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The inflation nation

Energy and fuel are global drivers of rising prices. But unlike our EU rivals, Brexit is making matters far worse in Britain

A mountain to climb: The UK’s inflation rate is set to peak at 7.4% this year. Photo montage: TNE

Inflation is like a thief in the night that makes us all poorer. It eats into our spending power and makes us permanently worse off.

The Office for Budget Responsibility calculates that the current surge in prices is going to cut household income by 2.2% this year, the biggest fall in living standards in decades. But that is just the average. Many people in work may be able to negotiate reasonable pay rises that might keep up with inflation, but pensioners and those on benefits will not see their income rise anything like as fast as prices, with inflation now expected to peak at well over 10%, according to the Bank of England.

The main cause of all this pain is, of course, the surge in energy and fuel prices on the international markets. We all buy fuel and energy directly for our cars or to warm our homes, but it is also a vital component of everything else we consume.

It is used to make fertilisers and process food, run factories and transport finished goods, power the internet and make TV programmes. It is everywhere and in everything.

On top of that, the invasion of Ukraine has led to massive peaks in the price of many commodities. Russia and Ukraine are the source of much of the surplus wheat in the world, but also the world is dependent on fertilisers and potash from the region and for minerals including titanium that are vital to industry.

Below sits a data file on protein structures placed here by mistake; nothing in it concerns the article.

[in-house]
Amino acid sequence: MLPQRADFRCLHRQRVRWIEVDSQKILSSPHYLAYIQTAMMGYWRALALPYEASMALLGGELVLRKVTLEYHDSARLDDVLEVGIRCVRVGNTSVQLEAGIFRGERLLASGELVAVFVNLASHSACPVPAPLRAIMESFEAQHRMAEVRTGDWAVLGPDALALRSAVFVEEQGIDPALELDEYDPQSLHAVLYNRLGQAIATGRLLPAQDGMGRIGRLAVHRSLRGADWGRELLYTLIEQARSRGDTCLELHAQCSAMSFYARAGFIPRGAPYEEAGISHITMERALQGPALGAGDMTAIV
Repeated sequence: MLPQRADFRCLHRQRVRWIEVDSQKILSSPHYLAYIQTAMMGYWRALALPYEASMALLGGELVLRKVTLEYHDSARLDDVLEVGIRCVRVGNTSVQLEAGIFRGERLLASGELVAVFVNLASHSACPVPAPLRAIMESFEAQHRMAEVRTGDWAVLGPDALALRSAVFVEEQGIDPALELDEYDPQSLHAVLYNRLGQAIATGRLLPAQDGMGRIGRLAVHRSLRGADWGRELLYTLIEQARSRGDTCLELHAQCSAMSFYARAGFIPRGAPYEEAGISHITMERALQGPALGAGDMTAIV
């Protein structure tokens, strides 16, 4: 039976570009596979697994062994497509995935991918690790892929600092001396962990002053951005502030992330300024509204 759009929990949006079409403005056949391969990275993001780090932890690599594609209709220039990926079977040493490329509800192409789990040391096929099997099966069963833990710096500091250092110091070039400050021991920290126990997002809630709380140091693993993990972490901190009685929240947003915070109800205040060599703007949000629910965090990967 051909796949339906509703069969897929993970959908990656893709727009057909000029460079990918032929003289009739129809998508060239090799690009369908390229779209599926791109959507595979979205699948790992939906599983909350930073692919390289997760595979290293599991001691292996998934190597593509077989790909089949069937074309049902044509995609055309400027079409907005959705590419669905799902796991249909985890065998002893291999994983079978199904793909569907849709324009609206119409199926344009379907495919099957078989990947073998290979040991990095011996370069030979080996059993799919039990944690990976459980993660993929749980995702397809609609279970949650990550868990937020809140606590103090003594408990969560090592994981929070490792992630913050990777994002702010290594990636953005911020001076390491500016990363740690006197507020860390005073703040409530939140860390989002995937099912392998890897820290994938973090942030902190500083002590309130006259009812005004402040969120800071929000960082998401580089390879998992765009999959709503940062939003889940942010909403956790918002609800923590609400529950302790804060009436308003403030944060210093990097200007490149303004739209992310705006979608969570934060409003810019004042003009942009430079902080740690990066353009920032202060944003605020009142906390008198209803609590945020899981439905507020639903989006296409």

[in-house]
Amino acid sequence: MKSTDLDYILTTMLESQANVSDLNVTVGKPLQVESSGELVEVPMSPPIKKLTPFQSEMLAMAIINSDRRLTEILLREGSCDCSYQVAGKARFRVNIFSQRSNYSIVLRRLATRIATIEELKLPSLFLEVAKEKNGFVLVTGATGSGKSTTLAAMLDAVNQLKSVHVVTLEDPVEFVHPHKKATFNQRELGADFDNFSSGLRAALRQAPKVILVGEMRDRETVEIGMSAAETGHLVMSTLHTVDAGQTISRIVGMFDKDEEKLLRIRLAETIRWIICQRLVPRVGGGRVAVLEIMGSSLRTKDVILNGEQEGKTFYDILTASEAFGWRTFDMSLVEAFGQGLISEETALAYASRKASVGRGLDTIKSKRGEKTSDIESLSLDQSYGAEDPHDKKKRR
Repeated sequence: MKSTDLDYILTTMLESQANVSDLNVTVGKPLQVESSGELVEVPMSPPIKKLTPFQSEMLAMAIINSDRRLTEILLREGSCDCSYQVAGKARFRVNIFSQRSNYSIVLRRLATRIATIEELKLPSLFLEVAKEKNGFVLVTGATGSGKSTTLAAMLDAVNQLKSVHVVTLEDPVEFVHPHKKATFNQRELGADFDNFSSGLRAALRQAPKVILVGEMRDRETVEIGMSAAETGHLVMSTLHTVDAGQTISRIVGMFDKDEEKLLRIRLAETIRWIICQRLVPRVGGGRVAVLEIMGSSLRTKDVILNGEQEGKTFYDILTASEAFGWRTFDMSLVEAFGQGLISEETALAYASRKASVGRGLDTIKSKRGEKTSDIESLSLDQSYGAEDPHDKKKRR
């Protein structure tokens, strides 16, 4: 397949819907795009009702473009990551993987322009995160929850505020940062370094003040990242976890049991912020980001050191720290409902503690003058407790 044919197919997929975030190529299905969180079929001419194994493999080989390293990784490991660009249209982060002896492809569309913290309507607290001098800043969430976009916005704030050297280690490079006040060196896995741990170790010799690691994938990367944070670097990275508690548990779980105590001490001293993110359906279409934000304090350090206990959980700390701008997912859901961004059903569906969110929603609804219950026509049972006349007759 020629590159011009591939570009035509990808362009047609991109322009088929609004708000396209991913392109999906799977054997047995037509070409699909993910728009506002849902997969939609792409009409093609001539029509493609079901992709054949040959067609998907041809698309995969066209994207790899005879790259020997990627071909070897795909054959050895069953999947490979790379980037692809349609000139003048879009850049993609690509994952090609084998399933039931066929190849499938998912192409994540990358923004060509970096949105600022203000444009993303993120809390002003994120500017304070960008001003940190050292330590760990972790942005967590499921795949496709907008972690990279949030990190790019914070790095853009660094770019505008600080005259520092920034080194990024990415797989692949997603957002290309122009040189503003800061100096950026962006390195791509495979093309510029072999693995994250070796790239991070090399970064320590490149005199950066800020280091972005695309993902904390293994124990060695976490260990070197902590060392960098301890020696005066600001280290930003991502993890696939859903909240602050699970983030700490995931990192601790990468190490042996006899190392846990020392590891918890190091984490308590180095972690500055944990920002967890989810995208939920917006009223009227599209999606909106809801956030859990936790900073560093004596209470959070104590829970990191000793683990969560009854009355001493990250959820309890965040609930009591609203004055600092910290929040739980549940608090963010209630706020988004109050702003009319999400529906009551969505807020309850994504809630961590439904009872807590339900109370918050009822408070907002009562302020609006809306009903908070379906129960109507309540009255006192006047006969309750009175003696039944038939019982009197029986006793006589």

But none of that explains why the UK has one of the highest inflation rates in Europe and why its inflation is forecast by the International Monetary Fund (IMF) to last longer.

Just look at the IMF’s latest predictions. Inflation in France is expected to peak this year at 4.1% and fall back in 2023 to 1.8%. In Germany it is a similar picture, with inflation this year hitting a peak of 5.5%, before falling back to 2.9% next year.

Yet in the UK the IMF thinks inflation this year will reach 7.4% and it will only fall to 5.3% in 2023.

Part of that difference is down to government action, or inaction. In France the energy providers were ordered by the government not to increase fuel prices by more than 4%. But in the UK the government has done virtually nothing, except lend homeowners some money they will have to pay back. France’s move reduces inflation, the UK’s does not.

However, there is another factor at play. Brexit is a permanent hit to the UK economy and it does not just mean lower growth, it also means higher prices.

Part of that comes about because of the fall in the value of the pound since the referendum on leaving the EU. A weaker pound means more expensive imports for consumers and, in particular, the pound’s fall against the dollar has made energy even more expensive to import (international oil and gas is priced in dollars).

Brexit and Covid combined have also meant a huge hit to the British labour market. Many EU citizens went home during Covid, and Brexit has made it less likely that they will return. New immigrants from the Continent are also just not coming here in the numbers they used to.

This is a deliberate act by a government which decided that the anti-immigrant backers of Brexit needed to be placated.